How To Lose A Pitch Gracefully

How To Lose A Pitch Gracefully

Losing a pitch is like a bad one night stand, not to be mentioned and better off forgotten. Pitching is the speed dating of our industry, says Isobar’s executive strategy director, Simon Small.

Emma Mackenzie
Posted by Emma Mackenzie

Losing pitches, though, is a reality of the job. Right now at an agency somewhere in the country, someone is finding out the bad news. You know those mind bending statistics that run along the lines of one person dies in Australia every three minutes, there’s likely a similar but slightly less morbid pitch failure calculation.  Understandably, it’s something many agencies like to keep a tight lid on. After all, no one likes to be a loser.

“If there’s not a match, it’s possibly best for both. If we’re happy with our work but the client isn’t, that’s a potential mismatch avoided,” says Isobar’s Small.

Nevertheless, when the inevitable happens and a pitch is lost, it’s preferable to be gracious in defeat rather than being the snarky executive sulking in the corner.

With a number of key accounts recently up for grabs for creative and media agencies including Coke, Mastercard and Microsoft, there are plenty of smiling and sad faces doing the rounds. The Woolies $240 million media account made headlines when it kept on agency Carat for another term with MediaCom and OMD being bumped off after a long and protracted pitch process.

Any agency worth its salt can admit when they’ve lost, as well as when they’ve won, says Naked Communications’ CEO, Carl Ratcliff. To become the gracious loser, he says you have to get rid of the difficult sore loser and the, even worse, passive-aggressive loser.

“Banish both,” he says, “And the pitch gods will be more likely to smile on your next round.”

David Pountney, general manager of creative technology company DT Melbourne, says: “If you haven’t heard within two weeks of the pitch, the adage ‘if they’re not talking to you, they’re talking to someone else’ is probably true.”

However if you have received bad news, Naked’s Ratcliff says it pays to part on good terms.

“When you lose a pitch, connect with the client and wish them well. You might receive a call a few months down the line when the new marriage hasn’t worked out as well as thought,” he says.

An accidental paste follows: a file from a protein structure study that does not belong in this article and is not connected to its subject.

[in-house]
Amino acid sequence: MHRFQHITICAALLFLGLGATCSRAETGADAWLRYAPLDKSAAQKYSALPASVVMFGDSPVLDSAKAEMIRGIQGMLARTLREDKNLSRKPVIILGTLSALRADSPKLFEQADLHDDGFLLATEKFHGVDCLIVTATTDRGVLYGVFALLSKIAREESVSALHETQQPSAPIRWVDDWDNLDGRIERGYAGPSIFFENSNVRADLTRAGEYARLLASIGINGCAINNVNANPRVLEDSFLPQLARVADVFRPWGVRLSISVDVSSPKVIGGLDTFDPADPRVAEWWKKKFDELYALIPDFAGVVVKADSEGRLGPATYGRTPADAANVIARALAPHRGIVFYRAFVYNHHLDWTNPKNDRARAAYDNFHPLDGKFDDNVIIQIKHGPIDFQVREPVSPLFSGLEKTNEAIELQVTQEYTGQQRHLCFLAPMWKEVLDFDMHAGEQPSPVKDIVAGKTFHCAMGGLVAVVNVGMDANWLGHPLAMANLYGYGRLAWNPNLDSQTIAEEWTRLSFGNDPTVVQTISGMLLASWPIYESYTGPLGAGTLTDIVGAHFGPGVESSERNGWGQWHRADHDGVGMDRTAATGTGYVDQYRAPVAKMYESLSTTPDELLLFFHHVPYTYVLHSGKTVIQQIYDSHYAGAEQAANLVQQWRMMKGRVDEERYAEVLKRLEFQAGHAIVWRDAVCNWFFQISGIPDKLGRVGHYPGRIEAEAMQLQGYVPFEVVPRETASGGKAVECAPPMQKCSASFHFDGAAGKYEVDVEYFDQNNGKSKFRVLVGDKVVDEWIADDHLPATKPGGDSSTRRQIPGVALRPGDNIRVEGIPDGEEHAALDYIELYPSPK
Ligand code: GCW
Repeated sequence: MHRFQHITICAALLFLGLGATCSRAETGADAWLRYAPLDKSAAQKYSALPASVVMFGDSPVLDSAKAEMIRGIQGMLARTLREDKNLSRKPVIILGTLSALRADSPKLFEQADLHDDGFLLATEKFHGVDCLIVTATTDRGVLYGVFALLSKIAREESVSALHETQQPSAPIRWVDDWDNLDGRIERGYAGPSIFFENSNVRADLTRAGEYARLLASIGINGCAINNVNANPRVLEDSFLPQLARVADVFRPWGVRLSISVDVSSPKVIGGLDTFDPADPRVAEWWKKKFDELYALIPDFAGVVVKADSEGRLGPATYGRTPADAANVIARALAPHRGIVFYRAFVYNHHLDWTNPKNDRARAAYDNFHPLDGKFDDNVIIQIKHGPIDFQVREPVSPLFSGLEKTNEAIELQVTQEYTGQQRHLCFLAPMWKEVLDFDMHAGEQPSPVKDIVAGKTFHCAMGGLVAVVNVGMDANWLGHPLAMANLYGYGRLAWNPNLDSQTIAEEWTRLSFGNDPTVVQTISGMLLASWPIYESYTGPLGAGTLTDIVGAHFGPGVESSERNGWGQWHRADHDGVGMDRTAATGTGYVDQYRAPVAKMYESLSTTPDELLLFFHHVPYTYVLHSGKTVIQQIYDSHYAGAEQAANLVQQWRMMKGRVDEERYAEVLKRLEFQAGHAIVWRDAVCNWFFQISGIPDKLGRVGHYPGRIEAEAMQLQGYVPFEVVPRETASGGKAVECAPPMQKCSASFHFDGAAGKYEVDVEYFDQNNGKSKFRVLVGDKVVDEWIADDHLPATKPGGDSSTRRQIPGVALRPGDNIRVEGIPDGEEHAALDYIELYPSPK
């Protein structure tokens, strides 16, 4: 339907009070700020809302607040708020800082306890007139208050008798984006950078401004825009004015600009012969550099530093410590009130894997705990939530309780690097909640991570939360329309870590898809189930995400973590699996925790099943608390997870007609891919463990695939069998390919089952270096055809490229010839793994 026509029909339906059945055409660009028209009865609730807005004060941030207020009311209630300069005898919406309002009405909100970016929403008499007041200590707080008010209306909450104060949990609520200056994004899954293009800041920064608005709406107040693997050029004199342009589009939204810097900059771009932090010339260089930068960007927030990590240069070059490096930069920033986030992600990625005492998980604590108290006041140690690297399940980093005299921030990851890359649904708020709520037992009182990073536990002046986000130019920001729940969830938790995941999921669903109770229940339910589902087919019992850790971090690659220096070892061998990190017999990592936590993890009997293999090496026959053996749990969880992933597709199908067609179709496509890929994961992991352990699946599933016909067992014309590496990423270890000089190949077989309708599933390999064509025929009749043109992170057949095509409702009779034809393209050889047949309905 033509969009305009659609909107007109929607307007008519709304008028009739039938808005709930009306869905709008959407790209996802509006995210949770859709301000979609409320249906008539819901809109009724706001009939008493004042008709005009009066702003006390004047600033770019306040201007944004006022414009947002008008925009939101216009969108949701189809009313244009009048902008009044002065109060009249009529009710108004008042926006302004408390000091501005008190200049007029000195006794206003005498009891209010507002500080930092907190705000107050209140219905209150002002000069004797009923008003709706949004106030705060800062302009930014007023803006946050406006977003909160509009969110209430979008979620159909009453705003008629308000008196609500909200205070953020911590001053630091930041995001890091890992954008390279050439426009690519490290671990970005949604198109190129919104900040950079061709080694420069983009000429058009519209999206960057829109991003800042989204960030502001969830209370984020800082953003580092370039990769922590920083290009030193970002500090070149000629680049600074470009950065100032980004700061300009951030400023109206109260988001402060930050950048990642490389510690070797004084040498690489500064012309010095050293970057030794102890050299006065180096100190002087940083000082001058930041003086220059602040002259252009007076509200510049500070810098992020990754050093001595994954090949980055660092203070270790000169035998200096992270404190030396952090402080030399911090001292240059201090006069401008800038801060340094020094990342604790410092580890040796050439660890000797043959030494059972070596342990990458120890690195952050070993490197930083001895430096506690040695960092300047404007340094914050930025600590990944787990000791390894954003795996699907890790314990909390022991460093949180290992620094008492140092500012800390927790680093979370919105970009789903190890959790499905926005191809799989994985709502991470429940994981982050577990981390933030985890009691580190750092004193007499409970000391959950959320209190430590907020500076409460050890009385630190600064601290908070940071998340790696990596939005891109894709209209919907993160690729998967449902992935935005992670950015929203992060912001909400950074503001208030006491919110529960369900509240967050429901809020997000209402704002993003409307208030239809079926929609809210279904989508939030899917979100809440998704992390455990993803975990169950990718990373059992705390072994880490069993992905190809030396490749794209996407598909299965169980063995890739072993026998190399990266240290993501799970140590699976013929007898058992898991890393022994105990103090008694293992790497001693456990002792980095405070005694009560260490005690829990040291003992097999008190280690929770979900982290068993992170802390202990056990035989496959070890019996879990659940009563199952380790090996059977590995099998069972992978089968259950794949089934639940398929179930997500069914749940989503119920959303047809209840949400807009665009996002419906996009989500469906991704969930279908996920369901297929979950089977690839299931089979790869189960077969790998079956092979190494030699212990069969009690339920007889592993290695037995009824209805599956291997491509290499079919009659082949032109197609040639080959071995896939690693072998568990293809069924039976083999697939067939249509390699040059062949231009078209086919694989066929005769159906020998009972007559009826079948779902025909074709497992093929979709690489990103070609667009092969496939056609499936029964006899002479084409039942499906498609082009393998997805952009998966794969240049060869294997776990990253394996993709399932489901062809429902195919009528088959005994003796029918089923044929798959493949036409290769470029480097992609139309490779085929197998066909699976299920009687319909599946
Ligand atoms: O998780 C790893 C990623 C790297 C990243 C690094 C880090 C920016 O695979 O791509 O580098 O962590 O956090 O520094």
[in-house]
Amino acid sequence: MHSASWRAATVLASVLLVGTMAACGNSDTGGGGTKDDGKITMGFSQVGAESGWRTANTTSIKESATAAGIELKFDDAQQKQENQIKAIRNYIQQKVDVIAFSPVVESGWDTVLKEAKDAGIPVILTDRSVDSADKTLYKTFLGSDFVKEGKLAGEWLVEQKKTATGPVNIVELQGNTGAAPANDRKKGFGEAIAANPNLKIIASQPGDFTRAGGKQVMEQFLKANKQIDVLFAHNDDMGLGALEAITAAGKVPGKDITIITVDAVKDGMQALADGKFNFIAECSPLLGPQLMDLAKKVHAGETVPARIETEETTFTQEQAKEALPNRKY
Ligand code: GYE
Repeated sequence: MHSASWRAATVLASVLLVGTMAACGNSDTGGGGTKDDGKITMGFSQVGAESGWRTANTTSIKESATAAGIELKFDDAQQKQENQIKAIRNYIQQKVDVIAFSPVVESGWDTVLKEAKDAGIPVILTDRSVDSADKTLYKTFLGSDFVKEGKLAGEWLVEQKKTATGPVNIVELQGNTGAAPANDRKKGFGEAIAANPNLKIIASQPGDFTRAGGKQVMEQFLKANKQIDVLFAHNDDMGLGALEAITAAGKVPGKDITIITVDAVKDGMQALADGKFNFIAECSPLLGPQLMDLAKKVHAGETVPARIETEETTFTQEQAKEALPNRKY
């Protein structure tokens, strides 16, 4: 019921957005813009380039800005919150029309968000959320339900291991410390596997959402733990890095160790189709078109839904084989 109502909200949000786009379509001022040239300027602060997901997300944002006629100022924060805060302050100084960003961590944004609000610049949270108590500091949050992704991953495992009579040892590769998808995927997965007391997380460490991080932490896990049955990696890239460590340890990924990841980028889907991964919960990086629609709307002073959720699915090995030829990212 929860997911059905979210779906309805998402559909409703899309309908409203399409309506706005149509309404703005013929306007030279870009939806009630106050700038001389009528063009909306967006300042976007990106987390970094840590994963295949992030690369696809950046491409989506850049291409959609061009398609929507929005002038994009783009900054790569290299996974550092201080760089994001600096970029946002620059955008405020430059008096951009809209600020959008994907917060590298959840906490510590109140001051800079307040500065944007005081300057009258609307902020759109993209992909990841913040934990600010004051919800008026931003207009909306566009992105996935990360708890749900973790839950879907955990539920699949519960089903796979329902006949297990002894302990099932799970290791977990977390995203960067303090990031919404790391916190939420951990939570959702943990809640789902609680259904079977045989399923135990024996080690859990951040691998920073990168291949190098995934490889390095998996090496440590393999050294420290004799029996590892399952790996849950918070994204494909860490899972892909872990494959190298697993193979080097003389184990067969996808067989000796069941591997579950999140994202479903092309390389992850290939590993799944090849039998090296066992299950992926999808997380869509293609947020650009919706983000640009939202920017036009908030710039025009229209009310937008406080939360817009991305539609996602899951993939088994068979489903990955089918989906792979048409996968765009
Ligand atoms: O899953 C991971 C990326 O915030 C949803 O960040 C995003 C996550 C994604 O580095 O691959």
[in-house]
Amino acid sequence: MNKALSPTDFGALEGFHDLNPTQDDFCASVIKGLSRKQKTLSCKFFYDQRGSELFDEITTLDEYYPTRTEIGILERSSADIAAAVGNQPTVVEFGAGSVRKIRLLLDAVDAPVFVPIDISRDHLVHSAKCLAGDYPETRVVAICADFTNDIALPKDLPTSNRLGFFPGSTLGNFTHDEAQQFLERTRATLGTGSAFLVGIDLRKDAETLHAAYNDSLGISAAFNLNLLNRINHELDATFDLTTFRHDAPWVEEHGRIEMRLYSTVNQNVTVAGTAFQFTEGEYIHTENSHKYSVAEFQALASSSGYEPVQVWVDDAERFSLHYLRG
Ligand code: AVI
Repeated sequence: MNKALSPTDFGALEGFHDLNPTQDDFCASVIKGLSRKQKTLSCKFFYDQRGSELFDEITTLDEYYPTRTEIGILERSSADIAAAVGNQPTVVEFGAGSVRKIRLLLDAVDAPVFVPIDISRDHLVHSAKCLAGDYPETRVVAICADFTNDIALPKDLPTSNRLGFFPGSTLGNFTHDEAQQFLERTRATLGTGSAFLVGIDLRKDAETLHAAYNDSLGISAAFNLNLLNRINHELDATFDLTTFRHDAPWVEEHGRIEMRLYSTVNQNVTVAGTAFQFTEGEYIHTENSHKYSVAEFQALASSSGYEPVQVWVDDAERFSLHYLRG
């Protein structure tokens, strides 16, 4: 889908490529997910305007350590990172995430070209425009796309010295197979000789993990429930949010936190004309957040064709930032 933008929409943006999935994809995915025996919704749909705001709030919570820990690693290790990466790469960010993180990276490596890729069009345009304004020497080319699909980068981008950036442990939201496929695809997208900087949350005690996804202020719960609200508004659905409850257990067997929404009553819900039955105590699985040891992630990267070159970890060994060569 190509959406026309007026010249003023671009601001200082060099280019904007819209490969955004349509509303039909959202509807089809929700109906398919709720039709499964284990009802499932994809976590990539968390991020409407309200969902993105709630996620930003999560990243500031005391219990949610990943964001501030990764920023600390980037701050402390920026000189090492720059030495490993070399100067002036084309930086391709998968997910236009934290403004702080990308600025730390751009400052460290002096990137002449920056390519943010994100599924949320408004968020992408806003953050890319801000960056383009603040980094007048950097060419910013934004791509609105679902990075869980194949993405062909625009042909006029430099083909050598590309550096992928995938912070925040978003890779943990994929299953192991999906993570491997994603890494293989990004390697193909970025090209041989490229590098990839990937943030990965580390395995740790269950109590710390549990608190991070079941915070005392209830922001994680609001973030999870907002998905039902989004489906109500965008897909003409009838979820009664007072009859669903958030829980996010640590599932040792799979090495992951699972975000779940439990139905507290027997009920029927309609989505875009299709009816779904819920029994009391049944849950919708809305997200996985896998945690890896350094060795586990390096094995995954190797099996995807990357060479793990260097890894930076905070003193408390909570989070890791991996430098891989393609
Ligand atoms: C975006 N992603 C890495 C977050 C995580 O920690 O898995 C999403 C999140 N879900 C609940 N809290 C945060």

JWT Melbourne’s managing director, Michael Godwin, recommends putting the losses into perspective. “We were unsuccessful in a pitch recently and when we came together to share the news, I made sure I reminded everyone that over the past 12 months, we’d won well over $2 million worth of new business revenue, which for a Melbourne-based agency is a result we should all be proud of,” he says.

You can’t win ‘em all but when you do have a win, Godwin says agencies must make sure they celebrate.

One team smiling recently is Huckleberry Agency, a full-service shop, part of the Dentsu Aegis network. The agency’s recent wins including Funtastic and snack bar brand Carmen’s and MD Melissa Roberts says this means the agency’s “losing wounds” are healing.

“We are expected to win with dignity and lose with grace… or is it win with grace and lose with dignity?” says  Roberts.

Let’s face it: both results drive us to the pub either crying over spilt milk or sipping Bollie!

Of course it’s not just the head of the agency who needs their losing wounds tended to, the team who have put in hours of work also need a hug.

“When you lose a pitch, don’t say to your team, ‘We were robbed’, even though you might feel that way,” says Ratcliff. “Instead, chase and understand why you lost. Listen to any ‘reasons’ given, post rationalised or otherwise, and unpack them with, and in front of, your team.”

As long as the agency can connect the dots on the loss, the situation doesn’t have to equal a black pit of despair.

Isobar’s Small says: “A great way to get over losses is to use them to learn. What did we do wrong, how could we do better? It’s really disappointing when clients give generic or meaningless reasons for not being selected, we can’t use that to get better.”

DT’s Pountney adds: “It’s one thing to accept defeat but quite another to learn from it. Client feedback can be as valuable as the contract you pitched for. Where possible this should be shared with the entire team, after all, the best way to avoid this entire process is to win and sustained winning will only come from continued improvement.”

In fact, a loss may actually end up being a win.

“Last year JWT pitched for a project with a public sector client,” says Godwin. “We didn’t win, but we maintained the contact and within six months we’d been awarded a more profitable project than the one we missed out on – and this one without having to pitch.”